Emotional intelligence is defined as the ability to be aware of the emotions of oneself and others, to imagine one’s own emotions and how they are expressed, and to manage others’ emotions. Researchers have just recently begun examining whether an empirical link exists between high emotional intelligence and negotiated outcomes.
Research published in Volume 30 of Negotiation Journal entitled “The Influence of Emotional Intelligence on Negotiation Outcomes and the Mediating Effect of Rapport: A Structural Equation Modeling Approach” looks at the importance of emotion and emotional intelligence on negotiation performance. This study points out that most of the gains already made in terms of improving negotiation outcomes have focused on the decision making process or on cognitive biases (included in the other pegs of the model).
The study is interesting because it is an empirical evaluation of the effect of emotional intelligence on tangible outcomes. At this point it is important to point out that this study focuses on emotional intelligence in particular. While E.I. is a critical component of affect, it is not the only component.
The authors of this study break down the five factors which comprise E.I., as outlined by Danuel Goleman’s book on the subject:
- Self-awareness helps people recognize and understand their emotions and drives, as well as the effects of their emotions on other people’s emotions and behavior.
- Self-regulation is a skill that enables individuals to redirect impulsive moods.
- Motivation is those concerns beyond money or status that compel people to pursue their goals. Empathy is the ability to understand and effectively respond to the emotions of others.
- Finally, social skills help people find common ground with others, build rapport with them, and manage relationships effectively.
With these components in mind the visualized hypothesis as stated in the study is:
The authors of the study sampled two hundred undergraduate business students enrolled in junior or senior classes at two large American public universities. In the first phase of the study E.I. was assessed using a thirty three-item emotional intelligence scale. In the second phase a simulated one-on-one negotiation for a job contract was administered, this simulation included distributive, logrolling, and compatible issues. Below is the same model with added correlation coefficients:
While the hypotheses for correlation between E.I. and trust, and E.I. and desire to work again were supported, there was no significant correlation between E.I. and joint gain. Rapport held up as the correct mediating variable with significant correlation. The authors of the study thus conclude, “The results of the present study suggest that emotional intelligence was positively related to greater rapport between parties, which nurtured trust and the desire to work together again.”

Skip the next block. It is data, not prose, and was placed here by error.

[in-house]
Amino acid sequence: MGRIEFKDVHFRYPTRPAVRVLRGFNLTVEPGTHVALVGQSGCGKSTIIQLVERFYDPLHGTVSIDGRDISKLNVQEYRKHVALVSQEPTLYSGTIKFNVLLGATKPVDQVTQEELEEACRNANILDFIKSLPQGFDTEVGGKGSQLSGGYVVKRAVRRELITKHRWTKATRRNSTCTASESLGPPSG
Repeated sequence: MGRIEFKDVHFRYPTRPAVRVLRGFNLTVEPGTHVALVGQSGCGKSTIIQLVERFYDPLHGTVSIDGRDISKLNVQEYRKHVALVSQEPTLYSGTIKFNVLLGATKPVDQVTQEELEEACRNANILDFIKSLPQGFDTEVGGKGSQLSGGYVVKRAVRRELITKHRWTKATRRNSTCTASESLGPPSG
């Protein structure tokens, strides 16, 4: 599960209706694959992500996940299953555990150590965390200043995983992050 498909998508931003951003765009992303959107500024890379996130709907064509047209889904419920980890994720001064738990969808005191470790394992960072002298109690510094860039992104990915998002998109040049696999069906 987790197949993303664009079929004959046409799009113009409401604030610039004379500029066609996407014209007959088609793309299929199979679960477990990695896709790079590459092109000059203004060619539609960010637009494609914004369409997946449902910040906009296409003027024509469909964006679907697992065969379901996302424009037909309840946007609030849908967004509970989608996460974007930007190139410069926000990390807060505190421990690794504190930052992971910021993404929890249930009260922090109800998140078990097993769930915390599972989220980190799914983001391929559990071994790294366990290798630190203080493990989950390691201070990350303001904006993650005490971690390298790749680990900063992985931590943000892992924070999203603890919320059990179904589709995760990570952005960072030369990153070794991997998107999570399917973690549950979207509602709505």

The lack of correlation with joint gain, a particularly interesting result, is explained by saying that, “that emotionally intelligent negotiators may yield too much to their counterparts because they are more empathetic — focusing on others’ interests can encourage excessive concession making, often to the detriment of one’s own outcomes.” This is consistent with previous studies which have concluded that empathy is less useful than perspective taking and with additional studies which have pointed out that E.I. is negatively related to individual gain and that negotiations with high E.I. are vulnerable to exploitation. Overall this study is an important empirical validation that emotional intelligence can be useful in promoting trust and togetherness, elements critical to long term business partnerships.
 Because both negative and positive affect play a critical role in determining negotiation outcomes, researchers have sought ways to help facilitators avoid negative affect and facilitate positive affect (Adler, Rosen, and Silverstein 1998), which has led some to examine the role of emotional intelligence and to discuss its implications for negotiation research. John Ogilvie and Mary Carsky (2002) claim that the key to success in negotiation is to be aware of the emotional components, understand their roles, and manage them. Ingrid Fulmer and Bruce Barry (2004) propose that an emotionally intelligent negotiator is likely to more successfully induce desired emotions from the opponent; evaluate risk more accurately, resulting in better decision-making outcomes; and use various strategies and tactics to manipulate outcomes. Other researchers argue that negotiators with high degrees of emotional intelligence are more likely to achieve positive negotiation outcomes, such as trustful relationships (Chun et al. 2010), the desire to work with counterparts again (Mayer and Salovey 1997; Goleman 1998), and greater joint gain (Foo et al. 2005). Kim, Kihwan, Nicole LA Cundiff, and Suk Bong Choi. “The Influence of Emotional Intelligence on Negotiation Outcomes and the Mediating Effect of Rapport: A Structural Equation Modeling Approach.” Negotiation Journal 30.1 (2014): 49-68.
 Ibid: 49-68.
 Kim, Kihwan, Nicole LA Cundiff, and Suk Bong Choi. “The Influence of Emotional Intelligence on Negotiation Outcomes and the Mediating Effect of Rapport: A Structural Equation Modeling Approach.” Negotiation Journal 30.1 (2014): 49-68
 Galinsky, A. D., W. W. Maddux, D. Gilin, and J. White. 2008. Why it pays to get inside the head of your opponent: The differential effects of perspective taking and empathy in negotiations. Psychological Science 19(4): 378–384.
 Foo, M. D., H. A. Elfenbein, H. H. Tan, and V. C. Aik. 2005. Emotional intelligence and negotiation: The tension between creating and claiming value. The International Journal of Conflict Management 15(4): 411–429.